Early Childhood

Minority Babies in Oregon Face Higher Risks Than White Peers, Report Finds

By Lillian Mongeau — September 30, 2014 2 min read
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A new report out of Multnomah County, Ore., which includes Portland, has found that minority babies born in the county face higher risks of poor health than white babies do.

Experts have long known that children born to low-income women, many of whom are women of color, face bigger risks both in utero and during their first year of life. Low birth weight, premature birth, a parent smoking in the home, and multiple hours a day of watching TV, among other early-life complications chronicled in the report, can lead to developmental issues that affect learning later on.

Multnomah County’s Maternal and Child Health Data Book offers a detailed look at one county, using data that are often difficult or impossible to collect on a national scale. The findings suggest that racism, not just income levels, could be affecting the care expectant mothers receive and the health outcomes of their children.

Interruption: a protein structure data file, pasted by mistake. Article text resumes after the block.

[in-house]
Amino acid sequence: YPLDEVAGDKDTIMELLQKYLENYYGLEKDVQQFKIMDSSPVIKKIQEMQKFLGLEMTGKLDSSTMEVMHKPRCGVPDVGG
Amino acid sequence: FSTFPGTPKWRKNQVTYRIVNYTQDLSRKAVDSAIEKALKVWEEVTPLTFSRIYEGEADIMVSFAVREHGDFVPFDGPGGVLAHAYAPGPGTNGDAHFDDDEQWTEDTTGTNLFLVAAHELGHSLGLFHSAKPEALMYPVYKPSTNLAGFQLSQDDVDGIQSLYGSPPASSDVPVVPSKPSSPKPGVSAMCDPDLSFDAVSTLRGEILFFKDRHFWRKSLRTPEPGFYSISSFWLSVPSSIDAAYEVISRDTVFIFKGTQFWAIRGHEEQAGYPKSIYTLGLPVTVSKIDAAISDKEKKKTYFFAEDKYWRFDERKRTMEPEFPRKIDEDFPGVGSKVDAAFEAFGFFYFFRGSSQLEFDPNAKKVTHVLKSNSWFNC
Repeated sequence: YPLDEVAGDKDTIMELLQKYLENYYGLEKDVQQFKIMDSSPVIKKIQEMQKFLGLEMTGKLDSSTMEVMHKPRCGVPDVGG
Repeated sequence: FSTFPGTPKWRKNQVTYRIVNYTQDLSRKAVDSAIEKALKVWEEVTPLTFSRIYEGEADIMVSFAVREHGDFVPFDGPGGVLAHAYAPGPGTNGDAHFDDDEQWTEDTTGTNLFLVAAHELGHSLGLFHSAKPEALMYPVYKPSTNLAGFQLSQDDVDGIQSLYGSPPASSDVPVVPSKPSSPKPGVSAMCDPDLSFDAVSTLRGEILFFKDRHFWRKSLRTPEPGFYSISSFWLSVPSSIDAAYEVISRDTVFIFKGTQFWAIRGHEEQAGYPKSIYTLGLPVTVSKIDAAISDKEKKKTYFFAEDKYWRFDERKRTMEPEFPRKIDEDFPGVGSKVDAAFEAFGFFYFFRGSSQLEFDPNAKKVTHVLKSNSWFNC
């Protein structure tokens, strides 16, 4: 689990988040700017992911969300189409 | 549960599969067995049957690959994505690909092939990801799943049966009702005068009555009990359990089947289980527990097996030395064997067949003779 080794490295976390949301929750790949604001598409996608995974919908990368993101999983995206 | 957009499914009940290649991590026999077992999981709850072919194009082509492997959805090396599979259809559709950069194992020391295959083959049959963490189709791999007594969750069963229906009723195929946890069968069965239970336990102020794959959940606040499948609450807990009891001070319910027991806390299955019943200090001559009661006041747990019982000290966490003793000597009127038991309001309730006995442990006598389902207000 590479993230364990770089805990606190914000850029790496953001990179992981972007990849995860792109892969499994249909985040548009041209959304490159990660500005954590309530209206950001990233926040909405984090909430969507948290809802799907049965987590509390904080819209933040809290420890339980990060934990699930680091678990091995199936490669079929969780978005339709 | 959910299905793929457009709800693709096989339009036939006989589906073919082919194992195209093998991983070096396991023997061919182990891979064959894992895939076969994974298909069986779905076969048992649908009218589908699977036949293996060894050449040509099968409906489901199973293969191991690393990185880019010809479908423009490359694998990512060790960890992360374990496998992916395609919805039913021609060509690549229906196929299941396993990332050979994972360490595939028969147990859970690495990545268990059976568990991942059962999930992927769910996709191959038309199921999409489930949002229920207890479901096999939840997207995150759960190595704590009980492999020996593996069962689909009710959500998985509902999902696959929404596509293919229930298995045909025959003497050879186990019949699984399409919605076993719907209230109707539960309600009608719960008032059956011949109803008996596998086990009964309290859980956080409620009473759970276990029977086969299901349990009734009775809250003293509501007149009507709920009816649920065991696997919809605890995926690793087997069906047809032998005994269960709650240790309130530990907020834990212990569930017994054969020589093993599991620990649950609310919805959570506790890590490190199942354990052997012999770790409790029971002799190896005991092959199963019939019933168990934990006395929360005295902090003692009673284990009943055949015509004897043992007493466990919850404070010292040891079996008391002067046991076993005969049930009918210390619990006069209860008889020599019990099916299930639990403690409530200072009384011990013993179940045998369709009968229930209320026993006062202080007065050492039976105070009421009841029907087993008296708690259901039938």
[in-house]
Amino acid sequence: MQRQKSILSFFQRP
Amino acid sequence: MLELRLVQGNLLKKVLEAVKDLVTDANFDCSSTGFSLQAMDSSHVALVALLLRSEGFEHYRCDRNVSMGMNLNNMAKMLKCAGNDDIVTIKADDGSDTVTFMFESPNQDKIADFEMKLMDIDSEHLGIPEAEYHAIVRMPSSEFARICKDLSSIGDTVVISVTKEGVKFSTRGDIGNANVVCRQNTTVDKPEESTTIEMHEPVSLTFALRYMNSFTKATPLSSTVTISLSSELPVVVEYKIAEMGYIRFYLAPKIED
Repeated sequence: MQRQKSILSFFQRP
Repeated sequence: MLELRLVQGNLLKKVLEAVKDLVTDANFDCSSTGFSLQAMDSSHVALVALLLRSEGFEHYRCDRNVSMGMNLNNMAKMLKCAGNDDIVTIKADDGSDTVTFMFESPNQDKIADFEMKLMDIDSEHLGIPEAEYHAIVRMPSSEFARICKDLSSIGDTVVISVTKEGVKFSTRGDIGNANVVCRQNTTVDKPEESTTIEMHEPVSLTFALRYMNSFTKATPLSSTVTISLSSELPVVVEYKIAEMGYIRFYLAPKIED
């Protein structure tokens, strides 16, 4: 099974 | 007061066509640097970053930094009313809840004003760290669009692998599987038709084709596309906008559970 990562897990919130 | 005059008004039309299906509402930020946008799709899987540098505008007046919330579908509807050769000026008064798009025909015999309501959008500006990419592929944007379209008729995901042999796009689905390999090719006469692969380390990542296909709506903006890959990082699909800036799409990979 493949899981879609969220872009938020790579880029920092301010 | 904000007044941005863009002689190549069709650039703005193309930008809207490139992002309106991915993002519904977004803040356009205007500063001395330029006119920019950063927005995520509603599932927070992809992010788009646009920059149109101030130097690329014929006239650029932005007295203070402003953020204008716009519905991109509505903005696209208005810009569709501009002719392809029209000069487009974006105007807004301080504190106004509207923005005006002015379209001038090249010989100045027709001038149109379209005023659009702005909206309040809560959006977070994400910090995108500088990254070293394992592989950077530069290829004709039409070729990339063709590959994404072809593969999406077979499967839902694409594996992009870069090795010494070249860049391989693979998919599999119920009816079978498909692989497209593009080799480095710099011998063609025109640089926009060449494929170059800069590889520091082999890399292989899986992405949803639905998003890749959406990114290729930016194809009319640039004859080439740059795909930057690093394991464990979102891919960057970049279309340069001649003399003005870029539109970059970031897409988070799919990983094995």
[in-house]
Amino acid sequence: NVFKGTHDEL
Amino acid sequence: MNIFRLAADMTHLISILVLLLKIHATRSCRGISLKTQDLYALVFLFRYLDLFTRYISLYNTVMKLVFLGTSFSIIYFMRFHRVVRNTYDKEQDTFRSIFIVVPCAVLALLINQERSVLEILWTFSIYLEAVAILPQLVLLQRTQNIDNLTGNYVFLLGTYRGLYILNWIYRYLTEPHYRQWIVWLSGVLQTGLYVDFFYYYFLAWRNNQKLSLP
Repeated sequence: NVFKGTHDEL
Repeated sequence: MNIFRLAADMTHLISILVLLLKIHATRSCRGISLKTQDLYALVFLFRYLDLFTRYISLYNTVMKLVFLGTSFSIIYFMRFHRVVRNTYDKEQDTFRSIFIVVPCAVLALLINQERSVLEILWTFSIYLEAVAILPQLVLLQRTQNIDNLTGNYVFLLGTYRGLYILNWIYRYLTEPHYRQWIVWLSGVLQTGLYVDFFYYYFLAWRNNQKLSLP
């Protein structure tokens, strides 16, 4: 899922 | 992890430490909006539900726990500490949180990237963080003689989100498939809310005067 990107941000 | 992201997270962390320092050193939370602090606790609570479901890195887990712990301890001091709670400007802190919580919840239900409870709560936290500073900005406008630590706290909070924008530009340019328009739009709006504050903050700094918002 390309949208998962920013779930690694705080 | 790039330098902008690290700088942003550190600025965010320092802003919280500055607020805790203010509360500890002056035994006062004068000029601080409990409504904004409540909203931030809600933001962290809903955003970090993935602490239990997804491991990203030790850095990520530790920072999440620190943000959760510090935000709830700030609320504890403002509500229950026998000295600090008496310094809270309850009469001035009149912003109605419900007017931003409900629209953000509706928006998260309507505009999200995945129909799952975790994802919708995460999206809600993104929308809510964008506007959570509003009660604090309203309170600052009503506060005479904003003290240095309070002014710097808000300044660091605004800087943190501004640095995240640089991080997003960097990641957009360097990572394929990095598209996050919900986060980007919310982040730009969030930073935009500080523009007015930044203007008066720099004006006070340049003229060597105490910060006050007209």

“Along with racial and ethnic minorities, women and children with lower income and education levels were also more likely to experience early-life health disparities, but their babies were still markedly healthier at birth than babies born to African-American mothers,” summarized reporter Kelly House in her Oregonian story on the report.

Right now, children of color are not receiving the best possible early-childhood support, according to several measures. For example, hearing spoken language face to face with an adult has been found to be a key factor in early literacy development. The Multnomah report found that Latino and black children were more likely to watch TV and less likely to be read to than their white peers.

Compounding any cultural issues that may contribute to that difference, Hispanic and black children nationally continue to be more likely to live in poverty than white children, accordng to the latest census data.

Hispanic children have also been historically less likely to be enrolled in preschool, though that may be changing. And black children face a higher likelihood of suspension, even in preschool, than white children. While black children make up only 18 percent of the preschool population, they receive 48 percent of the suspensions, according to the U.S. Department of Education’s office for civil rights.

At the same time, those populations are growing at an ever-faster rate than the white population. The 2014-15 school year is the first in which fewer than half of public school students are non-Hispanic whites. That makes the necessity of improving health and wellness outcomes for women of color and their children all the more critical, experts say.

A version of this news article first appeared in the Early Years blog.